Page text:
News / Toronto

Interactive game shows what it's like to visit psychiatric ward

Creator Alana Zablocki drew from personal experiences of visiting mental-health emergency room to create Inpatient Game.

Alana Zablocki has developed an online game to help people navigate the complicated mental-health emergency care system.

Eduardo Lima / Metro Order this photo

Alana Zablocki has developed an online game to help people navigate the complicated mental-health emergency care system.

No one can truly understand what goes on in a mental-health emergency room unless they've been there.

But a new online interactive game is bridging that gap, giving anyone a glimpse of the complex process of visiting a psychiatric ward.

Inpatient Game is the brainchild of Alana Zablocki, a 28-year-old transgender woman in Toronto who has been in and out of the hospital for emergency health care over the past three years. She tried to relay her experiences to people close to her, but quickly realized it's a tough sell.

"People don't really understand what it's like talking to a doctor who will decide whether or not to admit you," she said, noting there have been instances where she's had to wait for hours before getting help, even when she had suicidal thoughts.

"I want people to empathize with patients. Especially mental-health workers, I want them to play the game and understand how their own behaviours may affect patients."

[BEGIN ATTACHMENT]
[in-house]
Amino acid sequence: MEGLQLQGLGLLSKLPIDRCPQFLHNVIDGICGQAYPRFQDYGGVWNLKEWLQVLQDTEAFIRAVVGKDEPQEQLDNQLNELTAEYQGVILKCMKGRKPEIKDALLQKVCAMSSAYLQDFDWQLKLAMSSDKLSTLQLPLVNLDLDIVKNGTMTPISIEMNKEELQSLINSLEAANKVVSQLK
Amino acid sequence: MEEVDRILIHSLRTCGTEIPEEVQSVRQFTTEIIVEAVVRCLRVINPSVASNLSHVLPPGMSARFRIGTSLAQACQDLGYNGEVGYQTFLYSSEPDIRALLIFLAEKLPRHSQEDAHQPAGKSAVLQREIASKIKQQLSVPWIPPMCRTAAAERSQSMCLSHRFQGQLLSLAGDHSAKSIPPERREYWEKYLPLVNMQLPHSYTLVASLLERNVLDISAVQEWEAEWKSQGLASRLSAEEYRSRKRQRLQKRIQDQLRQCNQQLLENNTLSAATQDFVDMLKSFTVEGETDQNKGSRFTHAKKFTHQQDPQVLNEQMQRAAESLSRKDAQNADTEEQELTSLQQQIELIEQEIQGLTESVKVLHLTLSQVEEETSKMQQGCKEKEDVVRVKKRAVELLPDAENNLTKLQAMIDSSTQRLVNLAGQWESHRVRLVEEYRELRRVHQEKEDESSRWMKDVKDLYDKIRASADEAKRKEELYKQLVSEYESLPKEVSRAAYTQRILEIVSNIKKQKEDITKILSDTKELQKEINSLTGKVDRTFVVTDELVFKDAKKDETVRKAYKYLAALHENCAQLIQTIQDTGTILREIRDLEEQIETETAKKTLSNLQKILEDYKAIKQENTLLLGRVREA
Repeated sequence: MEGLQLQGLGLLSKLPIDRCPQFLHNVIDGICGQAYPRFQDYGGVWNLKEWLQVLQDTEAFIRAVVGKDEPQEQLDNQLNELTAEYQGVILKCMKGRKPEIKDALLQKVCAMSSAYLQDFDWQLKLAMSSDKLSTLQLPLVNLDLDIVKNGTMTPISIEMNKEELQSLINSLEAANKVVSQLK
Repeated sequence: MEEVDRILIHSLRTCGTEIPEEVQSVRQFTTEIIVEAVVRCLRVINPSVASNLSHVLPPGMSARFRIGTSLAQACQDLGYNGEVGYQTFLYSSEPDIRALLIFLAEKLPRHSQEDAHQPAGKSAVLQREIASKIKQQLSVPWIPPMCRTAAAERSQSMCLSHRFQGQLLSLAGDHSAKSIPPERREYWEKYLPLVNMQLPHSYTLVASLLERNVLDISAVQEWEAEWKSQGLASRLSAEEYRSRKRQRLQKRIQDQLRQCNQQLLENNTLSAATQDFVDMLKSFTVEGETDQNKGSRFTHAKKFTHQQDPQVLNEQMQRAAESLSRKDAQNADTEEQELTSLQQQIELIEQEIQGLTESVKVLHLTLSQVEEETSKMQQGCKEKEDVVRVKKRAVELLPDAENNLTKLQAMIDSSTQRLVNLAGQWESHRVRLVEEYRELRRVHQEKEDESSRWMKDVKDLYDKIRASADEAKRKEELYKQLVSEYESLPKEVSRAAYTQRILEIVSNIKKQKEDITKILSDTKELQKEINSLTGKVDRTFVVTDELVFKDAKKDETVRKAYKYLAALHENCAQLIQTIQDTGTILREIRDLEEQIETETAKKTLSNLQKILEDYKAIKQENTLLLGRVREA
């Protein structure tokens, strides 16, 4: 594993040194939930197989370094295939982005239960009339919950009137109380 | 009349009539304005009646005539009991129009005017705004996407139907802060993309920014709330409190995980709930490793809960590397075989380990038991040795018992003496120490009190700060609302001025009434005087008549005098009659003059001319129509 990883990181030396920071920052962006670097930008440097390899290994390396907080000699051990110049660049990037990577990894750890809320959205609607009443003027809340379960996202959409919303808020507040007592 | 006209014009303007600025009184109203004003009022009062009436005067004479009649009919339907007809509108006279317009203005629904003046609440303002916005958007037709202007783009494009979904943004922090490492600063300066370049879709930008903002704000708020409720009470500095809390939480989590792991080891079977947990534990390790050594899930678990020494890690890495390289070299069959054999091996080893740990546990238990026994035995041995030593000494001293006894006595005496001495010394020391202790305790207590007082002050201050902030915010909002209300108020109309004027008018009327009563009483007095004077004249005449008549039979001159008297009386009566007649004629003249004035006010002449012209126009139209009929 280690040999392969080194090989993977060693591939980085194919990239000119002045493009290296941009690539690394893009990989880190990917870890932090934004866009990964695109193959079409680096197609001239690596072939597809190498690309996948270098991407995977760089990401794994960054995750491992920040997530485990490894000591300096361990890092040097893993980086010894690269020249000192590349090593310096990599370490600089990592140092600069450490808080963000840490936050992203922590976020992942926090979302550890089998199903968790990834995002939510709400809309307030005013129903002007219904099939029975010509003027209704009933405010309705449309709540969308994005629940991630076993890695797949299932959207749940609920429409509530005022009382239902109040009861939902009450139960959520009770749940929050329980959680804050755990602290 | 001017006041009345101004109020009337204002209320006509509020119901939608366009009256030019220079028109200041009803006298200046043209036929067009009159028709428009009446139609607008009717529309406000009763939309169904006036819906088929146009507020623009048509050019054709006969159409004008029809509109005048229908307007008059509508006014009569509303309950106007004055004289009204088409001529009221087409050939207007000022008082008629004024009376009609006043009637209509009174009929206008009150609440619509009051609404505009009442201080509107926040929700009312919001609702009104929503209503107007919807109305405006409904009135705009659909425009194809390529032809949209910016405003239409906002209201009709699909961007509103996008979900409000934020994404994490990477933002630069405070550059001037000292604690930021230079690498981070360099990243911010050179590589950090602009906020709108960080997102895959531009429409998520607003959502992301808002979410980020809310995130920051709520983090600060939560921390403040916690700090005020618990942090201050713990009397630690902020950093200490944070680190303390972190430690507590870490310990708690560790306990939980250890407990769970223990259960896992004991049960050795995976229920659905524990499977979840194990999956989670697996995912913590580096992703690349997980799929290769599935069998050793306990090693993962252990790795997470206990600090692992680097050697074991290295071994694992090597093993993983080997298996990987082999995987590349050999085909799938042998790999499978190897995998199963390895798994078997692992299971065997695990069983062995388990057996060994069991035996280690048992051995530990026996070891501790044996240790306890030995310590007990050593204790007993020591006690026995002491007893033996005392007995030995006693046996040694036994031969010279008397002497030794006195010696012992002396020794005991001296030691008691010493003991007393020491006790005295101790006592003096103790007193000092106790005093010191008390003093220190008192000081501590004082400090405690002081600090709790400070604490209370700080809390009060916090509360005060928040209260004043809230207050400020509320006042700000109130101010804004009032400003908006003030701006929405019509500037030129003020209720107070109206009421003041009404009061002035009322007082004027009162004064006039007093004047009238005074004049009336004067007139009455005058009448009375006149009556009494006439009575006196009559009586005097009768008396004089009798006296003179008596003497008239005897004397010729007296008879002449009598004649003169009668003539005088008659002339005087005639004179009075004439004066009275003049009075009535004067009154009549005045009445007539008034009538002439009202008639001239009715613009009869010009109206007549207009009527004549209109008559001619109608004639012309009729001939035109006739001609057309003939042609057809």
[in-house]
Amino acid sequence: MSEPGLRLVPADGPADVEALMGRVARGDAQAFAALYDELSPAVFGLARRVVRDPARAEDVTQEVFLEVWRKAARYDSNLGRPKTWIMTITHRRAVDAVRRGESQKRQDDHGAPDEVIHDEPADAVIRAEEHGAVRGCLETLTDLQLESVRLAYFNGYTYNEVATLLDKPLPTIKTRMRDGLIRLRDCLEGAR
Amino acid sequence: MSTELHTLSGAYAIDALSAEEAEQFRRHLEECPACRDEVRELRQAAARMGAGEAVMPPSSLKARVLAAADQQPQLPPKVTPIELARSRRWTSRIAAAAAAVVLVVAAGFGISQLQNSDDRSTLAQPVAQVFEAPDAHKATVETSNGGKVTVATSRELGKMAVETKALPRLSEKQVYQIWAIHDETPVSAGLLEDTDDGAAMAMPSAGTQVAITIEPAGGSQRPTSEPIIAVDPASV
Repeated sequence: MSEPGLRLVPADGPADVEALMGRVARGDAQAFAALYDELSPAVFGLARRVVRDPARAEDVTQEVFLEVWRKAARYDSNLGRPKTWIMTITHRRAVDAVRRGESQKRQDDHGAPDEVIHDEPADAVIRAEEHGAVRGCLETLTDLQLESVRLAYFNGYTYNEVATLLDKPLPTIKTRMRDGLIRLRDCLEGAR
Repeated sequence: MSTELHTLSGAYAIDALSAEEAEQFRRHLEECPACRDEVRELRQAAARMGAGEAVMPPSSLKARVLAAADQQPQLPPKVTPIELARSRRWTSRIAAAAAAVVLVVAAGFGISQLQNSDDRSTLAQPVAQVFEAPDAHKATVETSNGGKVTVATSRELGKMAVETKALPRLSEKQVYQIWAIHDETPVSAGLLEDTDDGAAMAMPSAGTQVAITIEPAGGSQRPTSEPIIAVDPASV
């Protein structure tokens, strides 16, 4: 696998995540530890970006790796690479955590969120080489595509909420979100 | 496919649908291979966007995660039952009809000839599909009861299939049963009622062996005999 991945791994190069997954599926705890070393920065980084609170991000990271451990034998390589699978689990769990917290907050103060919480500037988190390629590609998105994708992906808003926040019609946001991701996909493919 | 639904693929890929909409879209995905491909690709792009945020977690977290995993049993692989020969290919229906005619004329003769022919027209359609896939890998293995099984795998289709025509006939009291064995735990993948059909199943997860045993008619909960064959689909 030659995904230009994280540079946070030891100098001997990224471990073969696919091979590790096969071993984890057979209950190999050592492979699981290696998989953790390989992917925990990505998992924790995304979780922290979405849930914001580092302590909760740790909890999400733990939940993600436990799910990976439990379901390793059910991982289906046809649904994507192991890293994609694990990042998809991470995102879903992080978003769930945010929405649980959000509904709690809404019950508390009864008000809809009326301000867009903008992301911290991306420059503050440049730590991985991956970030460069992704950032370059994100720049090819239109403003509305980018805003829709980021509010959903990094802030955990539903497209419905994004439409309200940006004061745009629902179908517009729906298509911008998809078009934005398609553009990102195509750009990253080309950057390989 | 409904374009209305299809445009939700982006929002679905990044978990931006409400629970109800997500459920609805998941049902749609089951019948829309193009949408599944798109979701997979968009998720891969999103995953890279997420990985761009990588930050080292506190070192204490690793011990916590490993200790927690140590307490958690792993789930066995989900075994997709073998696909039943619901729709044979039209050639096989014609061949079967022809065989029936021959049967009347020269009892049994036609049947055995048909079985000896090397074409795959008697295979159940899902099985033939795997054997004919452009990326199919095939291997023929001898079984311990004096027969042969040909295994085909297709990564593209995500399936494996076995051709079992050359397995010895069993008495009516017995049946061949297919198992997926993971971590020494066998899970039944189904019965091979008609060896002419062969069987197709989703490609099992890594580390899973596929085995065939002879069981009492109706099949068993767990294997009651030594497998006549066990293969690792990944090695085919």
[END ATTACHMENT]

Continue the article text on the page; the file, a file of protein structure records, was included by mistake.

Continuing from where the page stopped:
The interactive game takes the player on a 72-hour journey through the eyes of a 32-year-old woman who is suicidal. After checking in at a hospital, the player goes through a complex process that simulates the reality of the emergency room operations. Depending on the options picked, the player may either get a sleeping pill from a nurse or go through a psychiatric assessment.

Zablocki, who is also a computer programmer, said creating the interactive game was a way of letting people know that it's "not fun" being in an emergency room for mental-health care. She's currently working on a book based on the characters of the game.

Her hope is for the community to focus more on preventative measures, and reduce the reliance on emergency mental-health care.

"People who have the means to afford therapy are getting the help they need while the rest of us in poverty are suffering," she said. "Emergency hospitalization should be the absolute last resort, not the only resort for a lot of people."

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